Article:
I throw me in my husband's open arms!
He shuddered at the Colchian witch! But now
I am his true, dear wife; and surely he
Will take me to his loving, shelt'ring arms.--
Lo, the day breaks, fair sign of our new life
Together! The dark past has ceased to be,
The happy future beckons!--Thou, O Earth,
The kind and gentle mother of us all,
Guard well my trust, that in thy bosom lies.

[_As she and_ GORA _approach the tent, it opens, and _JASON _appears,
talking with a Corinthian rustic, and followed by a slave._]

JASON. Thou saw'st the king himself?

RUSTIC. I did, my lord.

JASON. How went thy tale?

RUSTIC. I Said, "One waits without,
A guest-friend of thy house, well-known to thee,
Yet so hedged round is he with traitorous foes,
He dares not enter, ere thou promise him
Peace and protection."

JASON. And his answer?--Speak!

RUSTIC. He comes, my lord, to meet thee. All this folk
Make pious offering to Poseidon here
Upon the seashore. Soon in festal train
They come with garlands and fair gifts, the king
Leading his daughter by the hand. 'Tis then,
As they pass by, that he will speak with thee.

JASON. Thou hast done well. I thank thee.

MEDEA (_coming up to him_).

Jason, hail!

JASON. Hail to thee, too!

(_To the slave._)

Go, thou, and all the others,
And pluck green branches from the budding trees
To mark you suppliants. 'Tis the custom here.
And keep a quiet, peaceful mien. Dost hear?
Now go.

[_They depart._]

MEDEA. Thou'rt full of thought?

JASON. Ay, full.

MEDEA. Thou givest
Thyself no rest.

JASON. A fugitive--and rest?
There is no rest for such, but only flight.

MEDEA. Last night thou didst not close thine eyes in sleep,
But wand'redst forth in the murky night, alone.

JASON. I love the night; the sunlight hurts my eyes.

MEDEA. And thou hast sent a message to the king.
Will he receive us kindly?

JASON. That I wait
To hear.

MEDEA. He is thy friend?

JASON. He was.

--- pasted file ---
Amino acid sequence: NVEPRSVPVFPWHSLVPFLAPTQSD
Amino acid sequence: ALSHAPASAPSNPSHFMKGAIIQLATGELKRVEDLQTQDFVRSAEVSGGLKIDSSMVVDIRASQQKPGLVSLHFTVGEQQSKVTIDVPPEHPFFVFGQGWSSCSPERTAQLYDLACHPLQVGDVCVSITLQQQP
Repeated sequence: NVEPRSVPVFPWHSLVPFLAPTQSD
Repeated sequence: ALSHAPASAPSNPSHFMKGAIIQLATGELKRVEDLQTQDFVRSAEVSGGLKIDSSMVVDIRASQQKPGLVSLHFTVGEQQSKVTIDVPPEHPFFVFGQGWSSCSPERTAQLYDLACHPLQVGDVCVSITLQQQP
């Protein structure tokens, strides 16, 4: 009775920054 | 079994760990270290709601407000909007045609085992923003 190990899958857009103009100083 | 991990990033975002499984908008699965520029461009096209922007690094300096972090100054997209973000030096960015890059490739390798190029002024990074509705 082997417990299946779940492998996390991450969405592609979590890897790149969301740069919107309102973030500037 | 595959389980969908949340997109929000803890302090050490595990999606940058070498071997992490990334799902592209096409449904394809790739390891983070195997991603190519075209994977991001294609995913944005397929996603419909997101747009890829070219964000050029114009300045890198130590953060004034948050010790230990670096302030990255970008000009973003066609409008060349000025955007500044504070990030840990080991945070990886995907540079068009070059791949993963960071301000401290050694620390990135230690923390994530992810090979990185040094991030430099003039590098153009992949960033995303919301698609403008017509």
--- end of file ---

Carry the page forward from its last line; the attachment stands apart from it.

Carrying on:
MEDEA. Then sure
His heart will soften.

JASON. Even the kindest men
Shun friendship with the accurst. And thou dost know
How all the world doth flee us, since the death
Of my false uncle, Pelias, whom some god
In devilish sport caused to be strangled. Thus
The people whisper that I slew him, I,
Thy husband, from that land of magic come.
Dost thou not know this?


JASON. Here's cause enough
To wake and wander all the dark night through.--
But what hath brought thee forth, before the sun
Is up? What seek'st thou in this darkling hour?
Calling old friends from Colchis?


JASON. Speak truth!

MEDEA. I say, I am not.

JASON. And I say to thee,
Better for thee if thou forget all such.
Pluck no more herbs, brew no more poison-drinks,
Nor commune with the moon, let dead men's bones
Rot in their graves at peace! Such magic arts
This folk here love not,--and I hate them, too!
This is not Colchis dark,--but sunny Greece;
Not hideous monsters, but our fellow-men
Dwell round about us. Come, henceforth, I know,
Thou wilt give o'er these rites and magic spells;
I have thy promise, and I know thee true.--
That crimson wimple bound about thy hair
Calls long-forgotten scenes to memory.
Why wilt not wear our country's wonted dress?
I was a Colchian on thy Colchian soil;
Be thou a Greek, now I have brought thee home.
The past is dead. Why call it back to life?
Alas! It haunts us yet, do what we will!

[MEDEA _silently removes the veil and gives it to_ GORA.]

GORA (_whispering_).

Scorn'st thou thy homeland thus--and all for him?

JASON (_catching sight of _GORA).

What! Art thou here, thou ancient beldame? Ha!
I hate thee most of all this Colchian crew.
One glance at thy dim eyes and wrinkled brow,
And lo! before my troubled sight there swims
The dusky shore of Colchis! Why must thou
Be ever hovering close beside my wife?

GORA (_grumblingly_).

Why should I?


MEDEA. Begone, I pray.

GORA (_sullenly to _JASON).

Am I thy purchased slave, that thou shouldst speak
So lordly?

JASON. Go! My hand, of its own will,
Is on my sword! Go, while there yet is time!
Often ere this I have thought to make essay
If that stern brow be softer than it seems!

[MEDEA _leads the reluctant_ GORA _away, whispering words of comfort as
they go._ JASON _throws himself on a grass-bank, and strikes his

JASON. O, heart of mine, burst from thy prison-house,
And drink the air!--
Ay, there they lie, fair Corinth's lofty towers,
Marshalled so richly on the ocean-strand,
The cradle of my happy, golden youth!
Unchanging, gilded by the selfsame sun
As then. 'Tis I am altered, and not they.
Ye gods! The morning of my life was bright
And sunny; wherefore is my eventide
So dark and gloomy? Would that it were night!

[MEDEA _has brought the two children out of the tent, and now leads them
by the hand to_ JASON.]

MEDEA. See, Jason, thy two babes, who come to greet thee.
Come, children, give your sire your little hands.

[_The children draw back, and stand shyly at one side._]

JASON (_stretching out his hands yearningly toward the little group._)

Is this the end, then? Do I find myself
Husband and father of a savage brood?

MEDEA. Go, children.

ONE CHILD. Father, is it true thou art
A Greek?

JASON. And why?

CHILD. Old Gora says thou art,
And calls the Greeks bad names.

JASON. What names, my boy?

CHILD. Traitors she says they are, and cowards, too.


Dost hear?

MEDEA. 'Tis Gora's foolish tales that they